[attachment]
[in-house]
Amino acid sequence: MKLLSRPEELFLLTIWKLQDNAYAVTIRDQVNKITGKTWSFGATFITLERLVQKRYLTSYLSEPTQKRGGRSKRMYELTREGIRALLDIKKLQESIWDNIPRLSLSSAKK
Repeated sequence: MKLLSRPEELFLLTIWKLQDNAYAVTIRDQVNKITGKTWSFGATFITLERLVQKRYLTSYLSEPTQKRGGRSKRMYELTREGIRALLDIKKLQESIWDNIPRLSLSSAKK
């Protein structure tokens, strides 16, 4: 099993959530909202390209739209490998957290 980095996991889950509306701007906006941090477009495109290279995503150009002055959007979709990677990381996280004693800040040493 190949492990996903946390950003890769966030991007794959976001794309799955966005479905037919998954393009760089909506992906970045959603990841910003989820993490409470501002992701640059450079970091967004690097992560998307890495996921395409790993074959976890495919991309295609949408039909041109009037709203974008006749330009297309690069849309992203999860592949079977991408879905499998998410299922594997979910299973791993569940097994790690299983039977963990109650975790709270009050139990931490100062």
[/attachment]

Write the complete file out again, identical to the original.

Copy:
[in-house]
Amino acid sequence: MKLLSRPEELFLLTIWKLQDNAYAVTIRDQVNKITGKTWSFGATFITLERLVQKRYLTSYLSEPTQKRGGRSKRMYELTREGIRALLDIKKLQESIWDNIPRLSLSSAKK
Repeated sequence: MKLLSRPEELFLLTIWKLQDNAYAVTIRDQVNKITGKTWSFGATFITLERLVQKRYLTSYLSEPTQKRGGRSKRMYELTREGIRALLDIKKLQESIWDNIPRLSLSSAKK
């Protein structure tokens, strides 16, 4: 099993959530909202390209739209490998957290 980095996991889950509306701007906006941090477009495109290279995503150009002055959007979709990677990381996280004693800040040493 190949492990996903946390950003890769966030991007794959976001794309799955966005479905037919998954393009760089909506992906970045959603990841910003989820993490409470501002992701640059450079970091967004690097992560998307890495996921395409790993074959976890495919991309295609949408039909041109009037709203974008006749330009297309690069849309992203999860592949079977991408879905499998998410299922594997979910299973791993569940097994790690299983039977963990109650975790709270009050139990931490100062």